I have led St Andrew’s for four years. I taught here, became SENCO, deputy and eventually took on headship just a few months before Covid hit. Hand on heart, 2023 has been the most heart-breaking and frustrating year I’ve ever known.
Our school vision is ‘Every child is loved and known, every child shines’. At the end of a grueling 12 months, I feel I should change that to ‘Everyone is loved and known, everyone shines’. 2023 has asked so much of my staff: more responsibility, flexibility, problem-solving, grit and determination than ever before. We are still standing, still laughing and still doing the best we can for our children and their families – but how much more can be asked of us?
With our time in the Ofsted ‘window’ approaching, we began the year optimistic about post-Covid recovery. I don’t measure our performance solely by SATS scores, but also how ‘secondary-ready’ our children are: their behaviours, attitudes and resilience. All of these were travelling in the right direction as 2023 dawned.
It wasn’t without challenge. A growing number of children with high needs are warmly welcomed here, but poor DfE resources and vanishing support from the wider SEND team and educational psychologists make teaching and support staff’s roles increasingly difficult. There are all those who should but can’t rely on an over-stretched social care system too. Fighting their corner has become a weekly occurrence.
To be blunt, all of the DfE’s priorities for the first part of the year felt like a sideshow – bar one.
Suspecting we were in another ‘window’ due to when the school was built, we were assessed for RAAC in May and June – by the LA and the DfE respectively. Both declared our building safe.
Then, on a sunny Wednesday in August (because the work never ends), our lives turned upside down. I’d been in meetings about fundraising for our swimming pool refurbishment and about replacing our condemned demountable. I was getting ahead of myself with our SDP when my site manager showed me a box of broken concrete blocks from above our ceiling tiles.
A phone call, email and visit from the DfE later, St Andrew’s itself was condemned. Our ducks, so perfectly in a row, had been blown out of the water. A whole new level of challenge began, but there was at least some reprieve: our inspection window would be moved to account for the disruption.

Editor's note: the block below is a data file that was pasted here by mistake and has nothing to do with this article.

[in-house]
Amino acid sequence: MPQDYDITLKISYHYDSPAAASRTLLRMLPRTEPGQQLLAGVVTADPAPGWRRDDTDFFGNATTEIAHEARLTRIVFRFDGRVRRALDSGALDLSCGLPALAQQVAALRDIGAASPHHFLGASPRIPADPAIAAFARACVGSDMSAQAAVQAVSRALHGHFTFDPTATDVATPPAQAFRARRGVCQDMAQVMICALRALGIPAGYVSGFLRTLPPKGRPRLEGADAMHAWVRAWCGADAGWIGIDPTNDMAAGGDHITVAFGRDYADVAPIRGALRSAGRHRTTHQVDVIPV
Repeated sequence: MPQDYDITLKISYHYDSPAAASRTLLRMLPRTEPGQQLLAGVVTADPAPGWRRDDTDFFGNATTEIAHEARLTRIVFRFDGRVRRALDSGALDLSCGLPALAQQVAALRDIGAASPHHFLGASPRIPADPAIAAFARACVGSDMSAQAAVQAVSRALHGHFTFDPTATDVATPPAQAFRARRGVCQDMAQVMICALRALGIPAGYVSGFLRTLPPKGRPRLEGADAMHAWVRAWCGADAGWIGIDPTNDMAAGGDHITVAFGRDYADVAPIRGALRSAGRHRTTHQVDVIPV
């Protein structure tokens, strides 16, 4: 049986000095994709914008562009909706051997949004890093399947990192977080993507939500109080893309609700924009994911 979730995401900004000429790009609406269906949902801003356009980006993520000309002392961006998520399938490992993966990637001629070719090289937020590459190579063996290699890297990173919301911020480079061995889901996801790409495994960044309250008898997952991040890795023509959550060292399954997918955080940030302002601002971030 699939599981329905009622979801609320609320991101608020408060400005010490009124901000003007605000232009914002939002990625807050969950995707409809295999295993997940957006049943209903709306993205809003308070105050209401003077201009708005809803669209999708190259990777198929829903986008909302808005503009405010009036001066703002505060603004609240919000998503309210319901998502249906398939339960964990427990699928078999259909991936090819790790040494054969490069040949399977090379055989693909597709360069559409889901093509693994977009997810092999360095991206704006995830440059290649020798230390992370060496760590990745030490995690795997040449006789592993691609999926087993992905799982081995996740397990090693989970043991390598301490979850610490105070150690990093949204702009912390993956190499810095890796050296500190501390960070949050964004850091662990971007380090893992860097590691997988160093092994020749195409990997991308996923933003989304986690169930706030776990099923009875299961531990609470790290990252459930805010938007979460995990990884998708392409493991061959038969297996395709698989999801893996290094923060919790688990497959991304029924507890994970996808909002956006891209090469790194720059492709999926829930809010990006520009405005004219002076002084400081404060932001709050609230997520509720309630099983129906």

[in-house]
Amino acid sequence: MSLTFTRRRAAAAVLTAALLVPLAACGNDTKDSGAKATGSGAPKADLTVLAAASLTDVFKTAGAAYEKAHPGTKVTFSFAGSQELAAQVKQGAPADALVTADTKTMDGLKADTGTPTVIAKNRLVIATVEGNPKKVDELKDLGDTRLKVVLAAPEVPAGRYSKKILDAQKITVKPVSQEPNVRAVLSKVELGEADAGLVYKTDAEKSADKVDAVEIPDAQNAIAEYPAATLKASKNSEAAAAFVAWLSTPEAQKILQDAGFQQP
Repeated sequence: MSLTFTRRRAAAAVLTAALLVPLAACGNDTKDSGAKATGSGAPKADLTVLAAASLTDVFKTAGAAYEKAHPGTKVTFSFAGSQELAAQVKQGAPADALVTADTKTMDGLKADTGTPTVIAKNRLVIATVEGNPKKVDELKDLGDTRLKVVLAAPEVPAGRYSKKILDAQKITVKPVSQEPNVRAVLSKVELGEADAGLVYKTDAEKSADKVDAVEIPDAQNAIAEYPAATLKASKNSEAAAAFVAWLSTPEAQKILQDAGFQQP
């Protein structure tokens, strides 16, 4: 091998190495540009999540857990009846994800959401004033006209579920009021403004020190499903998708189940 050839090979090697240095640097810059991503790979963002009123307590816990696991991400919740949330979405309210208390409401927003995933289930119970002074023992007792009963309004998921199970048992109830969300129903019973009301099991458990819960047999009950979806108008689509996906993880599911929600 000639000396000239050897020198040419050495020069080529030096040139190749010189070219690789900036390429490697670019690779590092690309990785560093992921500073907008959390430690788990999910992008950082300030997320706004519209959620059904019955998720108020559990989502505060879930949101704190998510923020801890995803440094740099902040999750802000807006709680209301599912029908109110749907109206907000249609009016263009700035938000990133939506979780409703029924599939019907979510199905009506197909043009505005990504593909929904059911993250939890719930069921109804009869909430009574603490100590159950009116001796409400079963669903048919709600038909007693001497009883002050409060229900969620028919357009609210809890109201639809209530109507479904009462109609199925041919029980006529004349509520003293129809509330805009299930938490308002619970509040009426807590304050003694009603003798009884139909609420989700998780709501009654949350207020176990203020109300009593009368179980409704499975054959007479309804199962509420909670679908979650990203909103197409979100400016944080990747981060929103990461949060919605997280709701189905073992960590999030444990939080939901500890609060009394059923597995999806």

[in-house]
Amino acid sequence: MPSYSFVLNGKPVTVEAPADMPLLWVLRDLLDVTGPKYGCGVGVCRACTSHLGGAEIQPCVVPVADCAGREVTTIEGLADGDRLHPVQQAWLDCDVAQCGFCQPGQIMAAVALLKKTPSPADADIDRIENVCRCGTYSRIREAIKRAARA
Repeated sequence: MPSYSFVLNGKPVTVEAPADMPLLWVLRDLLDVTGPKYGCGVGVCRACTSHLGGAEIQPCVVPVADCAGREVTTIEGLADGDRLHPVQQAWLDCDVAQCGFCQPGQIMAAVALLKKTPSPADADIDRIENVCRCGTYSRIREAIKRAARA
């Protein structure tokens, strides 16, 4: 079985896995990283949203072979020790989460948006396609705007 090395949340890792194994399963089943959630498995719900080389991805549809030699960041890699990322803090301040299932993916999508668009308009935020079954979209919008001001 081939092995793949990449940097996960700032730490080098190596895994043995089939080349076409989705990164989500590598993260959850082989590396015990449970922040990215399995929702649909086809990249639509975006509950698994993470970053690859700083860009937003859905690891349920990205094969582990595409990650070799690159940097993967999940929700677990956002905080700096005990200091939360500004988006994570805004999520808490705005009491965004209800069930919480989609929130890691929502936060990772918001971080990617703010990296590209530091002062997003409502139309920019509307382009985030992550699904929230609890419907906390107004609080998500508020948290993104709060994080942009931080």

A good thing too. Within a week, we had set up school in a wedding venue, turning ceremony rooms and ball rooms into classrooms, busing children to and from the site and team-teaching whole year groups. Every Thursday evening, we took the school down and put the wedding venue back up. Every Monday morning, we reversed the process.
Eight weeks later, we have adapted to another new environment: relocatable classrooms, outdoor toilets and a much-reduced playground. We are still awaiting our temporary hall, intervention spaces and capacity to provide hot meals.
Buildings (old, temporary and remediation works) now take up 90 per cent of my working week. But the impact on pupils is worse. By the time we get any catch-up funding, it is likely that our most disadvantaged learners will have lost 50 per cent of their school year.
Yet as far as Ofsted is concerned, the disruption is over. SIAMS have deferred inspection until September, but we are back in the Ofsted window. Perhaps last week’s coroner’s report on the death of Ruth Perry will be enough to cause a rethink. In the meantime, counselling helps – but it should not be this way. The primary education family collectively aches for her family, friends and school community. It also chills us all; we have all had moments when the job was too much.
When Ofsted comes, we’ll be ready. But it’s clear we need a new way to assess the impact of schools in 2024. I do my job because I love it, but this year has made me stop and reflect: who is looking after us?